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A few weeks ago, I explained how to use Configuration Manager to make sure LAPS actually changed the local administrator account password. However, to improve security, it is even better to disable the built-in local administrator account and create another one you then can manage with LAPS. The reason is that the built-in local administrator account has a well-known SID, and it is therefore easy to find out the name if you only renamed it.
Most of us use Group Policy to disable the admin account. However, this way we never get any information back to a central location or log if the action applied the policy successfully or not.
Verifying whether the administrator account is disabled ^
With all the compliance demands we have today and the fact that security is more important than ever, Configuration Manager, CIs, and baselines will play a more and more important role. They can make sure the configurations we think we have on our clients out there actually are set as we think they are. We can also use Event Forwarding to verify we've applied Group Policy settings.
To monitor the state of the local administrator account with SCCM, we will be using a simple CI. This time, I will not list all the steps required to create a CI because I already covered the details in my previous blog post.
To check whether the local administrator account is disabled, you can use the PowerShell commands below. Because someone might have renamed the account, we use the well-known SID to read the account's name.
$USer = Get-WmiObject -Class Win32_UserAccount -Filter "LocalAccount='True' And Sid like '%‑500'" Return $User.Disabled
The script will return True or False, and that is what we then measure in the CI.
Disabling the administrator account ^
This time we add a remediation script as well, so if the administrator account is enabled, we simply disable it. The steps to implement it are the same as for the LAPS monitoring script, but we select Add script under Remediation script this time.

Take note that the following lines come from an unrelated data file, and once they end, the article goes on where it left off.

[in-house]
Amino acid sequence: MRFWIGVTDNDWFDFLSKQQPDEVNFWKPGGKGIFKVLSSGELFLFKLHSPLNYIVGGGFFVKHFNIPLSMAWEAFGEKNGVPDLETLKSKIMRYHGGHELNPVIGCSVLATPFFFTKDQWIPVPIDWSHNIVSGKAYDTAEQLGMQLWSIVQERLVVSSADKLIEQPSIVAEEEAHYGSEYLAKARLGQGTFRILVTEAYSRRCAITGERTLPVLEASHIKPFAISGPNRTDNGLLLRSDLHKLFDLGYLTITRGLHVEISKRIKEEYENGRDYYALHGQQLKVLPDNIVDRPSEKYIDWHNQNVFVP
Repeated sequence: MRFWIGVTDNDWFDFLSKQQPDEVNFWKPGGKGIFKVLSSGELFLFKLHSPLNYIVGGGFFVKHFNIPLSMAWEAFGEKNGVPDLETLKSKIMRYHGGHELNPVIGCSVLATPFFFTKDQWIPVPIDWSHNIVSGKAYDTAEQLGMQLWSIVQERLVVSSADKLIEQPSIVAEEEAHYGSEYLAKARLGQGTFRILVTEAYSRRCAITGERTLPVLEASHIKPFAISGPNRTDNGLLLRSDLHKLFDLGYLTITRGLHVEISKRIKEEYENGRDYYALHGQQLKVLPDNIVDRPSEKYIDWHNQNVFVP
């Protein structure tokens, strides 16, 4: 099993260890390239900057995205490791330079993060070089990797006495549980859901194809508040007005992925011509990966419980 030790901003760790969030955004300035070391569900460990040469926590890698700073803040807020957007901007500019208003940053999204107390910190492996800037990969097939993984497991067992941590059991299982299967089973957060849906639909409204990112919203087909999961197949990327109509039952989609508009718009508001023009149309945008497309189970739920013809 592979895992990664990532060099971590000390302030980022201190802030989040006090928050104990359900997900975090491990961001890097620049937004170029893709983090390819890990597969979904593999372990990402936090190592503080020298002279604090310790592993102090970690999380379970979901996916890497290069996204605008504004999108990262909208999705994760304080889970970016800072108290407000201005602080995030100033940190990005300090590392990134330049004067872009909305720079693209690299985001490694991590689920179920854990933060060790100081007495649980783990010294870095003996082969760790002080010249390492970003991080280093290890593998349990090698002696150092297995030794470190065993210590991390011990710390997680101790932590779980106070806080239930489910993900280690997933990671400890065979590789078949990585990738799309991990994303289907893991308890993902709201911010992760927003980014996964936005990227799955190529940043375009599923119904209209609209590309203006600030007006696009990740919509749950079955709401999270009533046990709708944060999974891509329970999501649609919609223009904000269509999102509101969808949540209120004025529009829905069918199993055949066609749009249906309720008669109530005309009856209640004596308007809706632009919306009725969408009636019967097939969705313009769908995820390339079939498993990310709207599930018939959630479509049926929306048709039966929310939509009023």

There we add the following script that will simply disable the built-in administrator account if it is enabled.
$USer = Get-WmiObject -Class Win32_UserAccount -Filter "LocalAccount='True' And Sid like '%‑500'" $User.disabled=$true;$User.put()
After that, we add the following to the compliance rule under the Compliance rule tab to run the remediation script.
To make Configuration Manager remediate the setting, we also need to add to the baseline used to deploy the CI that it should execute remediation as well. To create a new baseline, select Create Configuration Baseline in the Configuration Manager console. Give it a name and select Add Configuration Items.
We then select the CI we created and add it to the baseline.
Then we click OK twice. The baseline is now ready to deploy. When deploying the baseline, we have to select the Remediate noncompliant rule when supported option and then choose a collection to deploy the baseline to. I also change the schedule to run the baseline once a day. The default setting is once a week, and that is not frequent enough.
Viewing the results on the client ^
When we look at a client in the Configuration Manager control panel applet, we can run baselines and see the results as well. We need to run the Configuration Manager control panel applet with elevated privileges to be able to view a report of a configuration baseline result.
In this example report, we enabled the local administrator account, and the SCCM client ran the remediation script to change the value:
We can see that the script returned "False" in the Previous Value field, but after execution of the remediation script, the Remediated Value field is set to "True."
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I believe CIs and baselines are the most underestimated and underused features in Configuration Manager. Give them a try!